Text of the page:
Tassoua in Iran

Tassoua, also known as Tasu'a or Tassoa, is a significant religious observance in Iran. This event is held on the 9th day of Muharram, the first month of the Islamic lunar calendar, and is part of the annual mourning period for the martyrdom of Imam Hussain, the grandson of Prophet Muhammad.

The date of Tassoua varies each year due to the nature of the Islamic lunar calendar, which is approximately 11 days shorter than the Gregorian calendar. As a result, the date of Tassoua shifts by about 11 days each year.


The observance of Tassoua in Iran has deep historical roots and is closely tied to the events of the Battle of Karbala in 680 CE. This battle saw the martyrdom of Imam Hussain and his small group of followers, who were vastly outnumbered by the forces of the Umayyad Caliph Yazid I. The battle and its aftermath have been a central event in the history of Shia Islam, and the mourning period of Muharram, including Tassoua, serves as a time for Shiites to remember and honor the sacrifices made by Imam Hussain and his companions.


National customs for Tassoua in Iran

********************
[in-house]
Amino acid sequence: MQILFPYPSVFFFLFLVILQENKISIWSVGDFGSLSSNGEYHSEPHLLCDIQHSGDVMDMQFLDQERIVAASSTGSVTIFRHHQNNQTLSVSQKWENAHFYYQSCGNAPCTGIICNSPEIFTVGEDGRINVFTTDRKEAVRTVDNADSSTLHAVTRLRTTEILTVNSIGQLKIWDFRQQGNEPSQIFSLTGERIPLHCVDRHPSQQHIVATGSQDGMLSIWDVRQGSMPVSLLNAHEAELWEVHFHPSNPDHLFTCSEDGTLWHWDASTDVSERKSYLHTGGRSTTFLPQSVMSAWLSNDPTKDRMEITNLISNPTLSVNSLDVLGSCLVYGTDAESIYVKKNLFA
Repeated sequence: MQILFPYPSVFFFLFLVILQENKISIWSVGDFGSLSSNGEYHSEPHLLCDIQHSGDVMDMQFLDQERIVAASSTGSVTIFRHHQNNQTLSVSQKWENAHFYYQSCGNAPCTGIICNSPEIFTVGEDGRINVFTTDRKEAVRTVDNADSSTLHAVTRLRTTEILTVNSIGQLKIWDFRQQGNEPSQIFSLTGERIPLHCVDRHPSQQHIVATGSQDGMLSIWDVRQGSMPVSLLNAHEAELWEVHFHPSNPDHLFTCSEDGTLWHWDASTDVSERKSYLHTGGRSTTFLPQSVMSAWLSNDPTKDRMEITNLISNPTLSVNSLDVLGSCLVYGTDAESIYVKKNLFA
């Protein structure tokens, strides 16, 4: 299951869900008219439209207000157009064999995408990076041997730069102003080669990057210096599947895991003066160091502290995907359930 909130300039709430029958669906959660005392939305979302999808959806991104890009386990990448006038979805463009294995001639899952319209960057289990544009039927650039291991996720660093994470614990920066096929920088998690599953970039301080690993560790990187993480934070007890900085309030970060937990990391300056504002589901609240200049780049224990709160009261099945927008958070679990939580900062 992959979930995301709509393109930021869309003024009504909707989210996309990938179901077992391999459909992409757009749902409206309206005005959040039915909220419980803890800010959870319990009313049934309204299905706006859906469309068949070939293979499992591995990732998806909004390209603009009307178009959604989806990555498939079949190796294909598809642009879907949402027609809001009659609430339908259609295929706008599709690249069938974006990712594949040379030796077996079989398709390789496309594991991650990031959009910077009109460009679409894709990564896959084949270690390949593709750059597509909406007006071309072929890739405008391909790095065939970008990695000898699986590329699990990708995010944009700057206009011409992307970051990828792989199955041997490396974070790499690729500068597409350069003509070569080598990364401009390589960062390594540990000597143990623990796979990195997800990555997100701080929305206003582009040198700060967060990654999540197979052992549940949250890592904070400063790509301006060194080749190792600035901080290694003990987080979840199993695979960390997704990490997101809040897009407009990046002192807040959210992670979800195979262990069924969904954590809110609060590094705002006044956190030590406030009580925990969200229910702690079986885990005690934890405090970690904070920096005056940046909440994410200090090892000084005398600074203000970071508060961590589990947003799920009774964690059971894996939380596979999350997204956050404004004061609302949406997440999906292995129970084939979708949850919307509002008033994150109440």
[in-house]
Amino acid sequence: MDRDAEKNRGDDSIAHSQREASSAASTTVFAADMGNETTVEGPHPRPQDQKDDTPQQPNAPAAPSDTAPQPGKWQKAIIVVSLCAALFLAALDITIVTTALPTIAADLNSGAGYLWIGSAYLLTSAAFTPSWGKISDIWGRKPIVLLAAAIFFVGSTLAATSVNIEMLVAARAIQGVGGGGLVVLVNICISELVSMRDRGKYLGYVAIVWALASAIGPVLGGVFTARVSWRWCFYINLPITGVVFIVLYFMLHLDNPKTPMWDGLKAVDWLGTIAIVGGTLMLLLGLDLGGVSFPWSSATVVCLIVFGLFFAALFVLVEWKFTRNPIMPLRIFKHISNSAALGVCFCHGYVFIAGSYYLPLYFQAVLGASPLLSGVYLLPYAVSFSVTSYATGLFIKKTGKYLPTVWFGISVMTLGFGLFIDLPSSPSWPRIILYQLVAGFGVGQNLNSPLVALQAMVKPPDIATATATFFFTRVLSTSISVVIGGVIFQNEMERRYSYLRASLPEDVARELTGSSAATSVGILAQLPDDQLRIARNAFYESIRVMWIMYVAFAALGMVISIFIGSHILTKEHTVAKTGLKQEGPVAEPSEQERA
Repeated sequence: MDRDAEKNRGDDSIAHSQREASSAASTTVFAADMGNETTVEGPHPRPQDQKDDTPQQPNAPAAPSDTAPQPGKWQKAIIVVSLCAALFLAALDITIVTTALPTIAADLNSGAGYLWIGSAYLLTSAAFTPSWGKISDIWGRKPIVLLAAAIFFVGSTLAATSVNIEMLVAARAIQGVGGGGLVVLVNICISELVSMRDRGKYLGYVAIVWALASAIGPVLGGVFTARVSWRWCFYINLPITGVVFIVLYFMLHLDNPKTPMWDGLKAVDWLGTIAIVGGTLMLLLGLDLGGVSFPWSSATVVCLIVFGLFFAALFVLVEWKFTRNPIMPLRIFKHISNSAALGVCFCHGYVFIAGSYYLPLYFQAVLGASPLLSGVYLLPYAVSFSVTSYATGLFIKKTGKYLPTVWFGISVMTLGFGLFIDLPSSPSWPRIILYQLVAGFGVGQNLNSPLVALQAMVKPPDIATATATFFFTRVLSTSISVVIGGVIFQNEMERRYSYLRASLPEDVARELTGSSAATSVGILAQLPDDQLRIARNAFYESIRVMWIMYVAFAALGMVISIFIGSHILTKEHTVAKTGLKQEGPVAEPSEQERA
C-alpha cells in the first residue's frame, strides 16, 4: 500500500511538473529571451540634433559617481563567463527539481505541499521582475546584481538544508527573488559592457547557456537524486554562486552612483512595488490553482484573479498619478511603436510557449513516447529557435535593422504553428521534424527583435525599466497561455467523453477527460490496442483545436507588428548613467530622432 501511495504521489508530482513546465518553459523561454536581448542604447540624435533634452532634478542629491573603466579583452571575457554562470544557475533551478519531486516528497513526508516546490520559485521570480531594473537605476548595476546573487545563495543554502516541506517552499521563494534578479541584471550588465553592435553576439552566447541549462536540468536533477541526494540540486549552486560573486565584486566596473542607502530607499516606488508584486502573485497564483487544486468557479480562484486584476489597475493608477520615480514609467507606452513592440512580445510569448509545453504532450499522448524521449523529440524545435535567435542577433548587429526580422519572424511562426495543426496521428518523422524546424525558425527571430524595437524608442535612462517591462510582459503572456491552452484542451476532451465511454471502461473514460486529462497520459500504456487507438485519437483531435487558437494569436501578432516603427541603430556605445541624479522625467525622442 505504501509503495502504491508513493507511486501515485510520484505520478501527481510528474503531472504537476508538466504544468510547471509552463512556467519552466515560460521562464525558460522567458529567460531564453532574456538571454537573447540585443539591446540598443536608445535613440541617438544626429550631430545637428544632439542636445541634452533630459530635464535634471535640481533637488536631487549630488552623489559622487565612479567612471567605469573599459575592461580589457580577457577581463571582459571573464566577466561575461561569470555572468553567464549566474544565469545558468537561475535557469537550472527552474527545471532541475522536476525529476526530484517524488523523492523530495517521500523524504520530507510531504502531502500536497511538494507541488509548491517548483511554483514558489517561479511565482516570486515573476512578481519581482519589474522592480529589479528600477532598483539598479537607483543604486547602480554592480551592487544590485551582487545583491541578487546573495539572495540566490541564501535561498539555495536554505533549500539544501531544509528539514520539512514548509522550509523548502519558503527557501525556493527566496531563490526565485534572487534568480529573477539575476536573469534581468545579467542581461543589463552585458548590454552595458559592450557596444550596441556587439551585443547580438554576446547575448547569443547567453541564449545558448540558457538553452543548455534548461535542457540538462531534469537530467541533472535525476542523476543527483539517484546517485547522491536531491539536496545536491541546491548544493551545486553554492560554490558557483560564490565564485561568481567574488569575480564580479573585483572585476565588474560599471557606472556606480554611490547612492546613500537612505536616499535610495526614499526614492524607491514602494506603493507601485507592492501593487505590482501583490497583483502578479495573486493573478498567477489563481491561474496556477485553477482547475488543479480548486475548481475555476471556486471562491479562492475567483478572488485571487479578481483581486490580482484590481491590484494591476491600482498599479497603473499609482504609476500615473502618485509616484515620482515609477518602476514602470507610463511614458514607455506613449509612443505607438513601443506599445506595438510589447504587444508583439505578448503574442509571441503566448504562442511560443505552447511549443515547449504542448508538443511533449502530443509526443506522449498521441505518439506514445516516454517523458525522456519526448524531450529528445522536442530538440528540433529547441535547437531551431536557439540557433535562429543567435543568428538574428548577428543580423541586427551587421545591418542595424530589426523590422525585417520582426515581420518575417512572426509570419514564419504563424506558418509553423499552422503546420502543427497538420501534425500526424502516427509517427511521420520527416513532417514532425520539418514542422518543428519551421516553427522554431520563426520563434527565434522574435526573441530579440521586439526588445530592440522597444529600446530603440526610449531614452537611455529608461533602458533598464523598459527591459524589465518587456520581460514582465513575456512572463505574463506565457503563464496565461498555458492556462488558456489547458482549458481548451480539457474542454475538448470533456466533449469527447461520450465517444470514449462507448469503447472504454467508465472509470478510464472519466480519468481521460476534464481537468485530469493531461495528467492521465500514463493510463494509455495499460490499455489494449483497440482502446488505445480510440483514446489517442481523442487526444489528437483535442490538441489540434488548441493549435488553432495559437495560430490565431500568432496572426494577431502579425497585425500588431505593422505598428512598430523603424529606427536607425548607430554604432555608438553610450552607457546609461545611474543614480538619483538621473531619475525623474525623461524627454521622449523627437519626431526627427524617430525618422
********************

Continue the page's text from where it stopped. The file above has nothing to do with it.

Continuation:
Tassoua is observed throughout Iran with various customs and rituals, many of which are shared across different regions of the country. On this day, Iranians participate in mourning processions known as "dasteh," where they march through the streets while chanting and beating their chests in a rhythmic manner. This act of mourning, called "sineh-zani," is accompanied by the recitation of elegies and lamentations for the fallen heroes of Karbala.

Another common practice during Tassoua is the distribution of free food and drink, particularly to the poor and needy. This act of charity, called "nazri," is performed in remembrance of the hunger and thirst that Imam Hussain and his followers faced during the battle.

Local customs for Tassoua in Iran

In addition to the national customs, there are also local variations in the observance of Tassoua across different regions of Iran. For example, in some areas, people participate in traditional passion plays called "ta'zieh," which reenact the events of the Battle of Karbala. These plays are performed by local actors and are often accompanied by a choir that sings mourning songs.

In other regions, people create elaborate displays called "alam," which are ornate standards or flags that represent the martyrs of Karbala. These alams are carried in processions and are often adorned with flowers, mirrors, and other decorative elements.


Tassoua in Iran is a deeply significant observance that commemorates the sacrifices made by Imam Hussain and his followers during the Battle of Karbala. Through various customs and rituals, such as mourning processions, passion plays, and acts of charity, Iranians come together to remember and honor the events that have shaped their religious and cultural identity.